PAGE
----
Reducing dependence of agricultural systems on fossil fuels
Context: The high-tech and high yield agricultural systems of today rely heavily on fossil fuel inputs in the form of pesticides, fertilizers, machinery and vehicle fuel, irrigation and crop drying energy, among others. It is estimated that food grains produced by modern agricultural methods contain between four and ten calories of fossil fuel for every calorie of solar energy. Such modern agricultural dependence on fossil fuels closely links the world's fossil fuel resources to the Earth's food supplies and food prices. Energy intensive agricultural inputs already cost the farmer 10 to 15% of the value of the crop produced, and this figure will likely rise significantly as the world's fossil fuel deposits, particularly oil and gas, continue to deplete rapidly. This pattern is being exacerbated by rapid global population growth that necessitates further energy intensive agricultural inputs in order to raise yields and expand arable land. Since fossil fuel reliance is not a sustainable option for agriculture to pursue, agricultural systems will necessarily need to reduce their dependence on fossil fuels in favour of other energy sources.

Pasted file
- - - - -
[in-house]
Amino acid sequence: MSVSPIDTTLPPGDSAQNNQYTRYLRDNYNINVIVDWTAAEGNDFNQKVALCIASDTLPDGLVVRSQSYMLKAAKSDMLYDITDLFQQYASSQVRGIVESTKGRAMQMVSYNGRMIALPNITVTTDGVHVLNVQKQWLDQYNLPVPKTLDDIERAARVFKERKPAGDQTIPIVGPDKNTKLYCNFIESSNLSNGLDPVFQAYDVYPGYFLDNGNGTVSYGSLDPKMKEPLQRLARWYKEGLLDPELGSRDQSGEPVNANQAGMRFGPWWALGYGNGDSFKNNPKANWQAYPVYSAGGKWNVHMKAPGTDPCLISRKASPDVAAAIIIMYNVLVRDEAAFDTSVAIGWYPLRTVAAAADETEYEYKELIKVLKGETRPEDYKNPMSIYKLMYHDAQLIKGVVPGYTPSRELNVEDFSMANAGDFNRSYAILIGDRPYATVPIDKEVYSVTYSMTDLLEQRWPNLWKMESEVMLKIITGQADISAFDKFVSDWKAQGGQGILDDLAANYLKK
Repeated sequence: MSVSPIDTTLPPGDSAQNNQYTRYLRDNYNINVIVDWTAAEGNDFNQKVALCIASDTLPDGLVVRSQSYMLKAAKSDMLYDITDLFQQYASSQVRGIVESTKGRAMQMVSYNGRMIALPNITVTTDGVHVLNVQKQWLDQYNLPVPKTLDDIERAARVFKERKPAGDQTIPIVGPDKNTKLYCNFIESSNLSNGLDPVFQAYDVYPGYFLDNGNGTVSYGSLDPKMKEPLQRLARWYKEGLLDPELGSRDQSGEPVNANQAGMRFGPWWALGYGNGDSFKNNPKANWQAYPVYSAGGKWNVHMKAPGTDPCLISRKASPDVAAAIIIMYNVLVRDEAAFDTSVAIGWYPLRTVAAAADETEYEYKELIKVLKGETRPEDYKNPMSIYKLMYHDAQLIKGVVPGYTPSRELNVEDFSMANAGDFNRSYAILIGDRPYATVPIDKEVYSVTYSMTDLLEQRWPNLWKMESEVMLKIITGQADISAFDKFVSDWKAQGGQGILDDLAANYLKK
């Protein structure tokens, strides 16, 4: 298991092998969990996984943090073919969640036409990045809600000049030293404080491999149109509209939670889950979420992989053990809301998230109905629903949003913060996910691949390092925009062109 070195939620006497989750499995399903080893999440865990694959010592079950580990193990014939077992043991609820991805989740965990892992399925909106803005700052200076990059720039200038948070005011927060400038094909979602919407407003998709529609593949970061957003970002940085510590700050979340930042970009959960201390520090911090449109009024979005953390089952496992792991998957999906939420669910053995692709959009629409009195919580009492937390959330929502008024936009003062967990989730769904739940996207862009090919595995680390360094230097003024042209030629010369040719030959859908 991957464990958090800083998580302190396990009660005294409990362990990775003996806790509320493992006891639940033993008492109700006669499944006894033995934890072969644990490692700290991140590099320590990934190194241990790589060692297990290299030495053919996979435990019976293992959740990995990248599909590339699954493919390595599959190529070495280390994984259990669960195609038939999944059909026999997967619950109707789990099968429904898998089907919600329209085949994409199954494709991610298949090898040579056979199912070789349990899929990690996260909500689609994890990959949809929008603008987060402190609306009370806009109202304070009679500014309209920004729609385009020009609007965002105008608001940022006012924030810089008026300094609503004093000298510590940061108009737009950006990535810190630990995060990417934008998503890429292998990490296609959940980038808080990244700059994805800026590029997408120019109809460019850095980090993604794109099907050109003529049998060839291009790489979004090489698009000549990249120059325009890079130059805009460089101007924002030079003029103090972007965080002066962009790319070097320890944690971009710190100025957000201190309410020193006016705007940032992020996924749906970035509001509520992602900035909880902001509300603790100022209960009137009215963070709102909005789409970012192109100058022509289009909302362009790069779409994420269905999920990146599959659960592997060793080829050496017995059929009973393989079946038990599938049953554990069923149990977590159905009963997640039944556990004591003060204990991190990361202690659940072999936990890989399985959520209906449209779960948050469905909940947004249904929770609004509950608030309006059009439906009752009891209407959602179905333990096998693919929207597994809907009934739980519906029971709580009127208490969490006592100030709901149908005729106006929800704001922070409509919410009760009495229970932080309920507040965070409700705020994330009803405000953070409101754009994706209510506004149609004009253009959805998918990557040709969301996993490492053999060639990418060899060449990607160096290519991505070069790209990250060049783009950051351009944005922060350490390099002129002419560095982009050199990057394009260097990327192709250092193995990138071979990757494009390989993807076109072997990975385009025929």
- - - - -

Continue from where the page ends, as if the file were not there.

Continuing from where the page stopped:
Type Classification: E: Emanations of other strategies